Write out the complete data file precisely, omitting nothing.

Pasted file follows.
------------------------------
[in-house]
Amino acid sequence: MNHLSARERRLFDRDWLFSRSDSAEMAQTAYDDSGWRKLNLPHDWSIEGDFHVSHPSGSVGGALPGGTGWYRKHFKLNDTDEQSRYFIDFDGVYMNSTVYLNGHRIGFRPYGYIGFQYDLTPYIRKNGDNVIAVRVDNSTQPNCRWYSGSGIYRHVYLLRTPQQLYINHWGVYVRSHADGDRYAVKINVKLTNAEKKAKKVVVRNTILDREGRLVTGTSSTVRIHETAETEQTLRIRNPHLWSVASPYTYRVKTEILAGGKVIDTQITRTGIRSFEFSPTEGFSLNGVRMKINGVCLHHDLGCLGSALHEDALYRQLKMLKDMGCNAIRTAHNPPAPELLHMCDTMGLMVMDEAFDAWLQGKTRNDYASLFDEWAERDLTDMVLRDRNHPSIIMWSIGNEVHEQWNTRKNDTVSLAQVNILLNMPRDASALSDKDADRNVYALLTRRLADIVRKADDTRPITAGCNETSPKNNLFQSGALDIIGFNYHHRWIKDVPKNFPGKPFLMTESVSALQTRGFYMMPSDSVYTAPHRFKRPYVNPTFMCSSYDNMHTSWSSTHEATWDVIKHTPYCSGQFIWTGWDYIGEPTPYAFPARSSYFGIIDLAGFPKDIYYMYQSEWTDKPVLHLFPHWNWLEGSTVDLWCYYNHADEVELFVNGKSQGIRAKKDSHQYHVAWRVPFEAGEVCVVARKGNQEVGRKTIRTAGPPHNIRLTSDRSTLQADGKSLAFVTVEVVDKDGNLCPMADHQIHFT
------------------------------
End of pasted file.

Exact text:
[in-house]
Amino acid sequence: MNHLSARERRLFDRDWLFSRSDSAEMAQTAYDDSGWRKLNLPHDWSIEGDFHVSHPSGSVGGALPGGTGWYRKHFKLNDTDEQSRYFIDFDGVYMNSTVYLNGHRIGFRPYGYIGFQYDLTPYIRKNGDNVIAVRVDNSTQPNCRWYSGSGIYRHVYLLRTPQQLYINHWGVYVRSHADGDRYAVKINVKLTNAEKKAKKVVVRNTILDREGRLVTGTSSTVRIHETAETEQTLRIRNPHLWSVASPYTYRVKTEILAGGKVIDTQITRTGIRSFEFSPTEGFSLNGVRMKINGVCLHHDLGCLGSALHEDALYRQLKMLKDMGCNAIRTAHNPPAPELLHMCDTMGLMVMDEAFDAWLQGKTRNDYASLFDEWAERDLTDMVLRDRNHPSIIMWSIGNEVHEQWNTRKNDTVSLAQVNILLNMPRDASALSDKDADRNVYALLTRRLADIVRKADDTRPITAGCNETSPKNNLFQSGALDIIGFNYHHRWIKDVPKNFPGKPFLMTESVSALQTRGFYMMPSDSVYTAPHRFKRPYVNPTFMCSSYDNMHTSWSSTHEATWDVIKHTPYCSGQFIWTGWDYIGEPTPYAFPARSSYFGIIDLAGFPKDIYYMYQSEWTDKPVLHLFPHWNWLEGSTVDLWCYYNHADEVELFVNGKSQGIRAKKDSHQYHVAWRVPFEAGEVCVVARKGNQEVGRKTIRTAGPPHNIRLTSDRSTLQADGKSLAFVTVEVVDKDGNLCPMADHQIHFT